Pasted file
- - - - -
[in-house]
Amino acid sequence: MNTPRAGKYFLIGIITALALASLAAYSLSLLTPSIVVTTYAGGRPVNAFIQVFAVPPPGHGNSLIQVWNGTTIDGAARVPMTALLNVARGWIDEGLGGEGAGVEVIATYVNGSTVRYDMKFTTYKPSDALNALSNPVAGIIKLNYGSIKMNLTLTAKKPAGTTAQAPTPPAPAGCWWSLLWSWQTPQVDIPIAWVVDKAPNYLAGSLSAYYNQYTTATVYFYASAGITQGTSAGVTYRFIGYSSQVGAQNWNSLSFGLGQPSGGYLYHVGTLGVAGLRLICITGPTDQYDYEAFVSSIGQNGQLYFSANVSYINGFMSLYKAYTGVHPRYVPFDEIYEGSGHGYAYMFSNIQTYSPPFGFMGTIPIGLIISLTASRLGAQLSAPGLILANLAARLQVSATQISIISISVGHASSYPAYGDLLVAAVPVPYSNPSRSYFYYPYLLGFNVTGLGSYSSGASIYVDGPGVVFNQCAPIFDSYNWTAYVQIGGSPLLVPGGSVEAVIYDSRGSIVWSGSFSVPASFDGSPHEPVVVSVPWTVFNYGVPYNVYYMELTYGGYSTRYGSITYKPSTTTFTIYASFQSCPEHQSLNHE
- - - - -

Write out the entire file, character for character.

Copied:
[in-house]
Amino acid sequence: MNTPRAGKYFLIGIITALALASLAAYSLSLLTPSIVVTTYAGGRPVNAFIQVFAVPPPGHGNSLIQVWNGTTIDGAARVPMTALLNVARGWIDEGLGGEGAGVEVIATYVNGSTVRYDMKFTTYKPSDALNALSNPVAGIIKLNYGSIKMNLTLTAKKPAGTTAQAPTPPAPAGCWWSLLWSWQTPQVDIPIAWVVDKAPNYLAGSLSAYYNQYTTATVYFYASAGITQGTSAGVTYRFIGYSSQVGAQNWNSLSFGLGQPSGGYLYHVGTLGVAGLRLICITGPTDQYDYEAFVSSIGQNGQLYFSANVSYINGFMSLYKAYTGVHPRYVPFDEIYEGSGHGYAYMFSNIQTYSPPFGFMGTIPIGLIISLTASRLGAQLSAPGLILANLAARLQVSATQISIISISVGHASSYPAYGDLLVAAVPVPYSNPSRSYFYYPYLLGFNVTGLGSYSSGASIYVDGPGVVFNQCAPIFDSYNWTAYVQIGGSPLLVPGGSVEAVIYDSRGSIVWSGSFSVPASFDGSPHEPVVVSVPWTVFNYGVPYNVYYMELTYGGYSTRYGSITYKPSTTTFTIYASFQSCPEHQSLNHE